Shady Maneuvers in Local Government
One periodically hears the complaint that Republican candidates, in Rhode Island, too often shoot for the bigger state and federal elected offices, rather than starting local. Each person has to determine his or her interests and preferences for participation, but I’ve been finding local politics, here in Tiverton, to be extremely instructive in helping to form my understanding of governance in general.
As I mentioned on Anchor Rising, recently, Town Administrator Jim Goncalo has modified official documents with false information for the purposes of an “inquiry” to the Department of Revenue Division of Municipal Affairs. What he and some members of the Town Council are attempting to do is to get the state to promise to certify a tax increase above the 4.5% cap (over 9%). In that way, they avoid going on record voting to request a waiver of the tax cap before the financial town meeting but effectively achieve the same thing.
At last night’s Town Council meeting, which I liveblogged on the Web site of Tiverton Citizens for Change (TCC), some of us concerned citizens raised the matter under the agenda item “financial town meeting,” to which it is clearly relevant. What we confirmed immediately was that the Town Council had not seen the document (officially, anyway) and did not approve it for sending to the state as part of an “inquiry.” The notable exception was that Council Member Louise Durfee was clearly very familiar with the package, suggesting that she might be working independently without council participation in the background.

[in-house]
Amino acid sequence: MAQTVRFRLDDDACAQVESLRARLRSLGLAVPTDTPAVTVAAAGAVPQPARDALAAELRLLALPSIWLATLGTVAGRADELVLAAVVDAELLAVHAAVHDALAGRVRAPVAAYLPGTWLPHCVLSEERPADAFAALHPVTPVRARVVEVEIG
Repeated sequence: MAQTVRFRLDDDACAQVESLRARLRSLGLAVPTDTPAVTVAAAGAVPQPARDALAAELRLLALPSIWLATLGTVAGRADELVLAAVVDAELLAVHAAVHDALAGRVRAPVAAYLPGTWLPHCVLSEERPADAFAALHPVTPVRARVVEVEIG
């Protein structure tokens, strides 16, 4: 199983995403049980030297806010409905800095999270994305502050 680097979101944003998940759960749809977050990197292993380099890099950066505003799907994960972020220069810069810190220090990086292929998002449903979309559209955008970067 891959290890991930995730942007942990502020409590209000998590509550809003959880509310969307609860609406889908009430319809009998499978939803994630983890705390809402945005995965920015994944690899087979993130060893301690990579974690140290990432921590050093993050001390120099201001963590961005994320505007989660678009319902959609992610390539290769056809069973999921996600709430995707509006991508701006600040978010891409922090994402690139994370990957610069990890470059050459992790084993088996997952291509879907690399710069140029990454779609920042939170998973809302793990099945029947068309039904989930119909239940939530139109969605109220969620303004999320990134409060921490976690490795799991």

That’s when the education really began.
The strategy of the key players — Durfee, Goncalo, and Council President Don Bolin — was to insist that, in the context of the package, it really wasn’t a big deal that the town administrator had misrepresented formal documents submitted to the state, apparently without authorization to do so. They then engaged in misdirection and personal attacks against those of us who took the public podium to speak.
Town Administrator Goncalo stressed that nobody was supposed to see the documents except for him, the town treasurer, the Budget Committee chairman, and the state. In fact, he promised “to find out who put that form on the Internet” (I did), as if posting public documents is now a matter for witch hunts and suppression of transparency. As if it would be preferable for town officials to make a practice of sending secret, falsified documents to departments of the state government in order to receive promises of certification based on information that does not accurately reflect the current status of the town’s budget process.
The fact is that the budget, as it stands, is currently below the tax cap, an inconvenient fact for those who hope to confiscate more tax dollars.
Council Member Hannibal Costa then objected that the item wasn’t on the agenda. President Bollin slammed down his gavel and ended the meeting.
For the final lesson of the evening: Even though the subject of falsified documents from a town official that had ostensibly been inappropriately released to the public was clearly the most newsworthy development of the evening, neither Tom Killin Dalglish, of the Sakonnet Times, nor Marcia Pobzeznik, of the Newport Daily News, both in attendance, approached any of the principal speakers for further information.
Now extrapolate this drama to the state and federal levels. The one hope, it seems to me, is that truth and principle will shine through, no matter the breadth of the issue or the complexity of the obfuscation.